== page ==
Spot Goes To Hollywood

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Spot Goes to Hollywood
Spot Goes To Hollywood.jpg
Cover art (Mega Drive)
Developer(s) Eurocom (MD/GEN)
Burst Studios (SS, PS)
Publisher(s) Virgin Interactive Entertainment (All Versions)
Acclaim Entertainment (Genesis NA)
Composer(s) Tommy Tallarico (MD/GEN)
Keith Arem (SS, PS)
Platform(s) Mega Drive/Genesis, Sega Saturn, PlayStation
Release Mega Drive/Genesis
  • EU: 1995
  • NA: November 1995
Sega Saturn
  • EU: 1996
  • NA: January 22, 1997
  • JP: January 10, 1997
  • NA: November 30, 1996
  • JP: January 10, 1997
  • EU: February 1997
Genre(s) Platformer
Mode(s) Single-player

Spot Goes to Hollywood is a platform video game released by Virgin Interactive for the Mega Drive/Genesis as the sequel to Cool Spot. A Sega Saturn and PlayStation version was later released, featuring different levels but similar gameplay to the original version. Sega 32X and SNES versions were also in development but got canceled before release. It utilizes an isometric graphics system to provide a pseudo-3D playing experience. The player controls Spot, once the mascot for the 7 Up soft drink, as he travels to various places trying to free his friends.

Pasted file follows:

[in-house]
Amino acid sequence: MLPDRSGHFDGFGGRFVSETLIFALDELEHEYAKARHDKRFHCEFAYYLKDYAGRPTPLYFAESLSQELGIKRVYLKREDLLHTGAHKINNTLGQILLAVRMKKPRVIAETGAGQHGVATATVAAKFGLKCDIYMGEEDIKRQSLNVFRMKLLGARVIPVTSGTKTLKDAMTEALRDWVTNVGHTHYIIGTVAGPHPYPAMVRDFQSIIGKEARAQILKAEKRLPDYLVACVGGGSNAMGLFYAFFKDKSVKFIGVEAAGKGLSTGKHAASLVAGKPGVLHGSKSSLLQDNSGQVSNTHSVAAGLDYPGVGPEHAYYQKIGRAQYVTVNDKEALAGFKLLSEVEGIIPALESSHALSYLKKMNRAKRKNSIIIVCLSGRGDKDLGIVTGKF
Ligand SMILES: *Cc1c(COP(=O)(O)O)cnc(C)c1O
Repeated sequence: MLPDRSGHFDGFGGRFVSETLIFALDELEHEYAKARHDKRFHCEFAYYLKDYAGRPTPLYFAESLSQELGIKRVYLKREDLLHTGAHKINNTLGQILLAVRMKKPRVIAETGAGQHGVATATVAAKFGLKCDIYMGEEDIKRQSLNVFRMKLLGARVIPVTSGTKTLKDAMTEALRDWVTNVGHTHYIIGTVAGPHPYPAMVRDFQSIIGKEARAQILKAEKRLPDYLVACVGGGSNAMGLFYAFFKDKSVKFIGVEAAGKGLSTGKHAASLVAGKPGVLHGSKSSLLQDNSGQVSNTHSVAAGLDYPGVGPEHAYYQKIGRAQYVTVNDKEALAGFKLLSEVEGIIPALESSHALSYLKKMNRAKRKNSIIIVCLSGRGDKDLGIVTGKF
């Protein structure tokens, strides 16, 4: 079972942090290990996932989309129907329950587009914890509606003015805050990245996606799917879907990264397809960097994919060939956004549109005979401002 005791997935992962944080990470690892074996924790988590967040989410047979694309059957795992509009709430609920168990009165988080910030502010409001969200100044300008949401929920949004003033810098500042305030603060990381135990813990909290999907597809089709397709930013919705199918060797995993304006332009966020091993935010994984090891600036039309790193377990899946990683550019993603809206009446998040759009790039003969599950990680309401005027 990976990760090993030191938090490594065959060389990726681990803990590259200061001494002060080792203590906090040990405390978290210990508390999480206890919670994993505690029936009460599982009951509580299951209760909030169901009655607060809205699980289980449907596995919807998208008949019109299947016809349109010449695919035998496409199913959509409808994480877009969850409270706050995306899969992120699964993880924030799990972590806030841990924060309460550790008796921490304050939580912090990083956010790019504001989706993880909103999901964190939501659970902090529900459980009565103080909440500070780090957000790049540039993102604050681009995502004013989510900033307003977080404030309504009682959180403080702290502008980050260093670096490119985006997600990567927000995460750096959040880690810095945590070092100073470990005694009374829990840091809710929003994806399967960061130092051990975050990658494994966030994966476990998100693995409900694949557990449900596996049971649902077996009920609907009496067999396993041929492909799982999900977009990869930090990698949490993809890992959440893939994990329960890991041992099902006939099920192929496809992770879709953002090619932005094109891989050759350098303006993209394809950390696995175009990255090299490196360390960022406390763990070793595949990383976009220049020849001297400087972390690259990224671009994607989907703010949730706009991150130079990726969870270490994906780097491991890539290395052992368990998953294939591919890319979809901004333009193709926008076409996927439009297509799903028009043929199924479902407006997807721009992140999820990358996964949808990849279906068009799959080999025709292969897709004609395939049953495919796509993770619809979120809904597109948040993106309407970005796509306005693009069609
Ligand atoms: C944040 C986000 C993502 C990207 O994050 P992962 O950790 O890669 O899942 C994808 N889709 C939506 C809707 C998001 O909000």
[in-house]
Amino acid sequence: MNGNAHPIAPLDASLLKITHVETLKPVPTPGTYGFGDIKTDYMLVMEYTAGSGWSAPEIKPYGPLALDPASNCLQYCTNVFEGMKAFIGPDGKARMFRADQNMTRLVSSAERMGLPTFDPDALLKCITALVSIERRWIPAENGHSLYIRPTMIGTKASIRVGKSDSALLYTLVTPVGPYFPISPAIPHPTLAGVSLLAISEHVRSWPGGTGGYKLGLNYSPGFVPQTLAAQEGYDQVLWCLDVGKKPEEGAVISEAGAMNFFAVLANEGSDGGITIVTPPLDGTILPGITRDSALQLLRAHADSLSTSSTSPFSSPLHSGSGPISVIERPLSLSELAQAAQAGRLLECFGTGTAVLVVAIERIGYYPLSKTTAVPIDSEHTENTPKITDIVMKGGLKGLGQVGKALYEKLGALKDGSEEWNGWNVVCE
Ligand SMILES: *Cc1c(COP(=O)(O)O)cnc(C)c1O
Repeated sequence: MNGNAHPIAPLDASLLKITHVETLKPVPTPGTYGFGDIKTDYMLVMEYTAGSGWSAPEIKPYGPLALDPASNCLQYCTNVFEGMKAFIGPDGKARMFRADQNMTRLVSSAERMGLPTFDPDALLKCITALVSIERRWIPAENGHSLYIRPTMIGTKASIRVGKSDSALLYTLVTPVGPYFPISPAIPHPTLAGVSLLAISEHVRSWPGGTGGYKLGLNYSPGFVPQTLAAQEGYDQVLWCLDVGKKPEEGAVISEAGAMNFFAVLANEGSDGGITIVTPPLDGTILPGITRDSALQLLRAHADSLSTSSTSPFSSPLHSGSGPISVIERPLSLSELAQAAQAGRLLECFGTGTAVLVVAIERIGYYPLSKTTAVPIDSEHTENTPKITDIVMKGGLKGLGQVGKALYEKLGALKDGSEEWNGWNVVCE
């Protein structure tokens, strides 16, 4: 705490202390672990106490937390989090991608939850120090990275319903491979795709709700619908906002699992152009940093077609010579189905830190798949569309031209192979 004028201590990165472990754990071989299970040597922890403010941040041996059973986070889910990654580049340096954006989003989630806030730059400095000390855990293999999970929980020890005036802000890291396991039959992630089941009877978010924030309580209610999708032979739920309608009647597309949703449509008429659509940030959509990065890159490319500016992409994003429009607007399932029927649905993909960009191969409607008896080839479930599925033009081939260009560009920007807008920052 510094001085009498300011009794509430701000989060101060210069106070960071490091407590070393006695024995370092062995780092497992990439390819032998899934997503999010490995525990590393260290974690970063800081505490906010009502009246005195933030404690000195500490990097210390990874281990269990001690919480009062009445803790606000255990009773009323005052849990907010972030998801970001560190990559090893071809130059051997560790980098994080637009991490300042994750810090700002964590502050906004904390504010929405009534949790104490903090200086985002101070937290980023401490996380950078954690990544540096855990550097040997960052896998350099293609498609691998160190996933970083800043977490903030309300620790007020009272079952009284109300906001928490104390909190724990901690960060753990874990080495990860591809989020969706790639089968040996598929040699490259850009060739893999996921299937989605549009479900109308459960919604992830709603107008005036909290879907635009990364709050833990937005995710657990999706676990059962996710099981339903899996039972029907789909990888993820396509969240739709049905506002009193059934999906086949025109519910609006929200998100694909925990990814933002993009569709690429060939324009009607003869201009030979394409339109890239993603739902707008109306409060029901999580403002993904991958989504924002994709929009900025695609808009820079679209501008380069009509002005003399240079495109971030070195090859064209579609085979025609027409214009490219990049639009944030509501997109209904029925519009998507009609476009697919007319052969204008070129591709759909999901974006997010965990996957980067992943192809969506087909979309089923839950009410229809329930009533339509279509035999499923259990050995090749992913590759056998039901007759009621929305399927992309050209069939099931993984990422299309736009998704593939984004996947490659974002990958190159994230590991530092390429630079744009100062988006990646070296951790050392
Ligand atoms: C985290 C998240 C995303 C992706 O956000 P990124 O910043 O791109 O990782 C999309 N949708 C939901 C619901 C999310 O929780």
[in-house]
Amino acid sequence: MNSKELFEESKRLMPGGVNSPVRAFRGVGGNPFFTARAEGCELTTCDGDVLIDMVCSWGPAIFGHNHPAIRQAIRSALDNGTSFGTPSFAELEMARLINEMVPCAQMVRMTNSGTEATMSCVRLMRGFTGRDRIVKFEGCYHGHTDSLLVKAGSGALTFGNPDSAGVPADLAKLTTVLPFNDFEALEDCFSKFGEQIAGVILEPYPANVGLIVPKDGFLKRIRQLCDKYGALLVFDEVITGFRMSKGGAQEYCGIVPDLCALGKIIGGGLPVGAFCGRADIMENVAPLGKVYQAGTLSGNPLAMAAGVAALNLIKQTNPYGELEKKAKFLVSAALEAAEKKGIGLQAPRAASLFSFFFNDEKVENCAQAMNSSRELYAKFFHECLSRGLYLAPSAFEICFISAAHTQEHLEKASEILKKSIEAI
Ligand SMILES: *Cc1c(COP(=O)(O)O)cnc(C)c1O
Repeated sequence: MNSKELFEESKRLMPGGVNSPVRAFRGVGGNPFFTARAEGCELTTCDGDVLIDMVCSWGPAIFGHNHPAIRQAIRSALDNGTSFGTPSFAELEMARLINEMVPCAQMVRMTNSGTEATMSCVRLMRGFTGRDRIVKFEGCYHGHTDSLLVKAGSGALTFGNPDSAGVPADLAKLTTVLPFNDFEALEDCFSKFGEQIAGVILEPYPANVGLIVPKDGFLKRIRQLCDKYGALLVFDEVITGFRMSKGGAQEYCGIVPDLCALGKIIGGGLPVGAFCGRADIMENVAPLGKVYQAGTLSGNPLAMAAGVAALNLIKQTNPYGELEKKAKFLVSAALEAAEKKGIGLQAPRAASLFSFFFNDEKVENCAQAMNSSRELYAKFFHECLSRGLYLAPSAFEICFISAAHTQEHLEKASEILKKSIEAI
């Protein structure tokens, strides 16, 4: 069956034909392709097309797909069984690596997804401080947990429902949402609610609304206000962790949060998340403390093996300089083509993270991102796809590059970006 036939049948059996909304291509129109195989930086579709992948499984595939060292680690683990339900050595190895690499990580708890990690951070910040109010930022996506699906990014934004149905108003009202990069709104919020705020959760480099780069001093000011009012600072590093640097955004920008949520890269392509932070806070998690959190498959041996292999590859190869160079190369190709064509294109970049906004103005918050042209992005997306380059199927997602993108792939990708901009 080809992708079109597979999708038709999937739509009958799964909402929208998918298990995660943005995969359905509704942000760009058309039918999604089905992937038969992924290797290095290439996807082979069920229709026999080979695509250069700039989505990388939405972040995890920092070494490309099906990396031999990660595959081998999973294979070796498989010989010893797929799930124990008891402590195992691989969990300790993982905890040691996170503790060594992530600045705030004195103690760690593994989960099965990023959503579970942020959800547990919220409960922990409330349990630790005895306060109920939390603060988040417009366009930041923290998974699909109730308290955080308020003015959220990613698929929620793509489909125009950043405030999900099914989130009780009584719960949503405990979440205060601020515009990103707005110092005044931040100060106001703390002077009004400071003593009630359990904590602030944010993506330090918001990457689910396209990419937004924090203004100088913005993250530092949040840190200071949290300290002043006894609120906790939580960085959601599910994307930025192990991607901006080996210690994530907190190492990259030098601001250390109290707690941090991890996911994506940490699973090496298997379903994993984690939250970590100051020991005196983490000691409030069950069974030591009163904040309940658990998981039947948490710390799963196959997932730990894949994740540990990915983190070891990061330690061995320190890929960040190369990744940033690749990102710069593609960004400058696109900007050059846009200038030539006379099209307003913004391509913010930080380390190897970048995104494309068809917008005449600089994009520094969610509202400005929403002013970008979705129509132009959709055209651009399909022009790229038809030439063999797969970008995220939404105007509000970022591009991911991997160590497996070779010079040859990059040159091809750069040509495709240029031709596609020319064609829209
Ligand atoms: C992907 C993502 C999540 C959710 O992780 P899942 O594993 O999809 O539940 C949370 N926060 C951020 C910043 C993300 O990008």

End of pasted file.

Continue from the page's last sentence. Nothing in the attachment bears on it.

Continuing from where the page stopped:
Screenshot of gameplay

The central character in the game is Spot. Spot has become trapped in a movie projector. As he jumps from film to film, he encounters many classic film genres; these make up the various levels of the game. The main levels are a pirate movie, an adventure movie, and a horror movie, but there are many other bonus films to unlock.


Review scores
Publication Score
EGM 7.125/10 (GEN)[1]
Next Generation 2/5 stars (GEN)[2]

Writing about the Genesis version, all four of Electronic Gaming Monthly's reviewers were impressed with the graphics and level design, and while one of them felt that the isometric perspective and controls make the game frustrating to the point of being unplayable, the other three felt that the difficulties presented by the perspective and controls actually enhance the experience.[1] A reviewer for Next Generation also considered the graphics impressive and found the isometric perspective presented no difficulty at all due to the "diagonally oriented control method". He nonetheless concluded that "in a final analysis, the game offers only enough excitement to be considered average."[2] GamePro gave it a negative review, complaining of the player character's slowness, the way the isometric perspective makes it difficult to judge where ledges are, the "average at best" graphics, and the poor sound effects.[3]


  1. ^ a b "Review Crew: Spot Goes to Hollywood". Electronic Gaming Monthly. No. 79. Ziff Davis. February 1996. p. 31. 
  2. ^ a b "Spot Goes to Hollywood". Next Generation. No. 15. Imagine Media. March 1996. p. 96. 
  3. ^ "ProReview: Spot Goes to Hollywood". GamePro. No. 90. IDG. March 1996. p. 60. 

External links[edit]